Postdocs Sunshine Silver and Erin Iski
recently attend a workshop entitled “Postdoc to Primarily Undergraduate Institution (PUI) Professor” at Hope College in Holland, Michigan. The workshop was geared to preparing postdocs for navigating the application and interviewing process for academic positions at PUIs. Many faculty positions are available at two year, non-Ph.D. granting colleges. The workshop was to provide information to postdocs on seeking out these colleges for rewarding, pedagogical careers.
The format of the workshop consisted of a series of panels comprised of faculty members from different academic institutions with heavy representation from Hope College. Information in the panels covered the entire process of becoming a professor and survival tips for making the transition. Areas that were addressed included information on the initial application process and materials, interviewing, negotiating, accepting offers, how to survive the first year(s) and preparing for tenure success as well as realizing a work-life balance in the process.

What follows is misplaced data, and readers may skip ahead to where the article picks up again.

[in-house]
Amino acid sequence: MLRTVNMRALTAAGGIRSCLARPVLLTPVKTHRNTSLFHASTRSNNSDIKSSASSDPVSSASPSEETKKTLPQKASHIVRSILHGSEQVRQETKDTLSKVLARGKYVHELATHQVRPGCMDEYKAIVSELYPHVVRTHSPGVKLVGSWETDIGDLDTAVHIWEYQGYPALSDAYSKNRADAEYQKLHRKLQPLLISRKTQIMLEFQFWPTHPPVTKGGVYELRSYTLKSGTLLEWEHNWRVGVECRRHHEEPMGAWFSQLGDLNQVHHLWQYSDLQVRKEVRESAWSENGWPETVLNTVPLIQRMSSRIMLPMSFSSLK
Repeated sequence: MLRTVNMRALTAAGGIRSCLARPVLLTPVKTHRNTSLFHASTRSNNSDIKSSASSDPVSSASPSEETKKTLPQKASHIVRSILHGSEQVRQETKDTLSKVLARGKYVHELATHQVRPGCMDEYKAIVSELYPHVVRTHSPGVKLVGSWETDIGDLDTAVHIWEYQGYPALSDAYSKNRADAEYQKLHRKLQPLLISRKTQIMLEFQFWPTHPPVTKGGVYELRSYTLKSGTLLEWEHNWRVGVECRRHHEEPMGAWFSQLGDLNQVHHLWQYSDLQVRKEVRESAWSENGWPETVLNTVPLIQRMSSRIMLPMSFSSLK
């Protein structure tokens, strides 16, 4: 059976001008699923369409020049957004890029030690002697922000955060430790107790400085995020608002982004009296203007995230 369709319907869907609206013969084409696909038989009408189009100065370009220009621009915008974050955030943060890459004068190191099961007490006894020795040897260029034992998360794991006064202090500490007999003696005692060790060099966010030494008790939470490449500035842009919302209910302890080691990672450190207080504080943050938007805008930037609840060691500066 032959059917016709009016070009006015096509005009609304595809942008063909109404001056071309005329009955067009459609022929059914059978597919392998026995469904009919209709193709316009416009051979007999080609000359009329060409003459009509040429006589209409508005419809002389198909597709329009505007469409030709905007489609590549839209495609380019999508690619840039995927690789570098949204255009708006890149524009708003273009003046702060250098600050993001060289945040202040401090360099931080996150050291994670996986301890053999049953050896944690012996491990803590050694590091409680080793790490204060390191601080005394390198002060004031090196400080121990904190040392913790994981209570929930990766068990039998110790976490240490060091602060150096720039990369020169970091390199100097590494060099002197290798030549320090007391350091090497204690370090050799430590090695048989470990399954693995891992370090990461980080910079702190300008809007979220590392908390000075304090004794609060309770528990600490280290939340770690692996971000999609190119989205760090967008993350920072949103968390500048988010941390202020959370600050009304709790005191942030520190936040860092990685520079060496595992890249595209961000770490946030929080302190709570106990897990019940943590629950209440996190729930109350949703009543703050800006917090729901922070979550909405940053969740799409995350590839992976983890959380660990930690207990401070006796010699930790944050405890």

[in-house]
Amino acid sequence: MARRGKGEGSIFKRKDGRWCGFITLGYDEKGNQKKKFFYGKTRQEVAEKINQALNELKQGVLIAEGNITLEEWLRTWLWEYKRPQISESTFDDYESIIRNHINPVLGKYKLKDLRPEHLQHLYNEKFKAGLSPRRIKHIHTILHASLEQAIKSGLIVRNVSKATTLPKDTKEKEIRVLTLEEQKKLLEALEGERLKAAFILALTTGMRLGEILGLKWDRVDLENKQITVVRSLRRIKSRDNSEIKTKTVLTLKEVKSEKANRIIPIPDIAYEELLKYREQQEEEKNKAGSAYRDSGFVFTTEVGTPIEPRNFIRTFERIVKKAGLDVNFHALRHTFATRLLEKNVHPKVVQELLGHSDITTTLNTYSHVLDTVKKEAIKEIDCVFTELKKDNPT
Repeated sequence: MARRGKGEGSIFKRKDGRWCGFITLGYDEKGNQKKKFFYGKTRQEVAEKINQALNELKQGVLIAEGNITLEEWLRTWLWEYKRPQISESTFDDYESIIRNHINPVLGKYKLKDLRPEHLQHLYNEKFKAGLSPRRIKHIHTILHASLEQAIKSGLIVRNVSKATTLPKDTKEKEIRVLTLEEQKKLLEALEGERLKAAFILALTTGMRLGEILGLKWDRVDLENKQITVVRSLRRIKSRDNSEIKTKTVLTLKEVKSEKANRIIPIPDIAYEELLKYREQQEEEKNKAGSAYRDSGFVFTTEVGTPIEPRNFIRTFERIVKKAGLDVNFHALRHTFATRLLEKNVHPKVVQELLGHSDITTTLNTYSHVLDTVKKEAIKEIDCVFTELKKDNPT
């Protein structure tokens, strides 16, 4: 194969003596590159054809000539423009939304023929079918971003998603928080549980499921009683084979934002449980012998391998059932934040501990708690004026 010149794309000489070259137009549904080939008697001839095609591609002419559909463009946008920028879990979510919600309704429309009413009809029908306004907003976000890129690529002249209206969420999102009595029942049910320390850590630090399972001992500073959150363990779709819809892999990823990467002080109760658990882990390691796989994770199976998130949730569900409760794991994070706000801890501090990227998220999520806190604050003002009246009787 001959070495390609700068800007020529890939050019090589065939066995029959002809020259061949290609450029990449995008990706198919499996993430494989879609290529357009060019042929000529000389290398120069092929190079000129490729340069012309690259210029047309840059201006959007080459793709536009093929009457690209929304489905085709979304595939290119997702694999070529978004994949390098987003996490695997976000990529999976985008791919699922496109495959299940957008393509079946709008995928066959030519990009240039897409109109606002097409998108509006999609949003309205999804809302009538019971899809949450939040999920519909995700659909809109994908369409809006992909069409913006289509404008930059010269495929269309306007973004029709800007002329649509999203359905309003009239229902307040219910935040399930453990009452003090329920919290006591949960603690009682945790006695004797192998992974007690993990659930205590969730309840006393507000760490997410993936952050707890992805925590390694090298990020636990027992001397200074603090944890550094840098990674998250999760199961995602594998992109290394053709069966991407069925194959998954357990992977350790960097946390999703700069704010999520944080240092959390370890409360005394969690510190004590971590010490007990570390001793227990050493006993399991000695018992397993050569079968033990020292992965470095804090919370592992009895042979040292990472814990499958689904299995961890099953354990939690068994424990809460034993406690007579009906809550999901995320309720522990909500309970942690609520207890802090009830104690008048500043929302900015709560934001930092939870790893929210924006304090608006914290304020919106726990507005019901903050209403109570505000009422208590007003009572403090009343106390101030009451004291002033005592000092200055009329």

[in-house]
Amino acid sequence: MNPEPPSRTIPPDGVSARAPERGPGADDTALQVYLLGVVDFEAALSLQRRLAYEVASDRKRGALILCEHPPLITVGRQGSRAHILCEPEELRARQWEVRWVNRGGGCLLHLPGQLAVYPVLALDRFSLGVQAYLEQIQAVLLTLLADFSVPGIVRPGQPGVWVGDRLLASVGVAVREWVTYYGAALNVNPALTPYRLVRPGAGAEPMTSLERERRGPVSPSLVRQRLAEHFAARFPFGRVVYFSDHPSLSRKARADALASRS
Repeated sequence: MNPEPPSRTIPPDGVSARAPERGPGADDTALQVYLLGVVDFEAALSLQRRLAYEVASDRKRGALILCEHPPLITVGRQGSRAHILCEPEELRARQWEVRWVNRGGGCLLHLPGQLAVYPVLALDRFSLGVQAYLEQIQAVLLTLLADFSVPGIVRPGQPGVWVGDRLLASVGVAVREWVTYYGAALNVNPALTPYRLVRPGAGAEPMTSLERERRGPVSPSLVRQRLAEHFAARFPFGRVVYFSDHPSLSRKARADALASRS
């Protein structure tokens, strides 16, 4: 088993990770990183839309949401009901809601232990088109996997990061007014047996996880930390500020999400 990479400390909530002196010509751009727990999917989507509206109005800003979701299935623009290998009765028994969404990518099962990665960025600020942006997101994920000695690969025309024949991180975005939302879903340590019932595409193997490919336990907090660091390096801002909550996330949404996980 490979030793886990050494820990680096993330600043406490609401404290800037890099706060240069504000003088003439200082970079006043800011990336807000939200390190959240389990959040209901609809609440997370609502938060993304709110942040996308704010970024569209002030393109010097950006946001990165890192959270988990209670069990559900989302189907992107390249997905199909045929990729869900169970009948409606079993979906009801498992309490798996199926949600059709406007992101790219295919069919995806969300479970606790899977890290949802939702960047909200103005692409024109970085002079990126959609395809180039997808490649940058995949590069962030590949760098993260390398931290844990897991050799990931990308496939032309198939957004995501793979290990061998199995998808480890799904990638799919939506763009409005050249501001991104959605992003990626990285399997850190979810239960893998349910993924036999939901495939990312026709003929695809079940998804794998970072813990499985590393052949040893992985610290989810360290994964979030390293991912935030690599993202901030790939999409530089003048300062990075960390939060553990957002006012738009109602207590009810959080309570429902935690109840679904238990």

“I learned of this workshop — accidentally — through a post on Linked-In,” says Sunshine Silver, “I applied because I had started the application process for academic positions, but did not have a clear direction for navigating the process.”
Silver found the workshop also provided a critique of each participant’s teaching philosophy and research statements, by a professor of the respective sub-discipline. Most academic institutions require these two documents as part of the application process. Silver found this part of the workshop most attractive.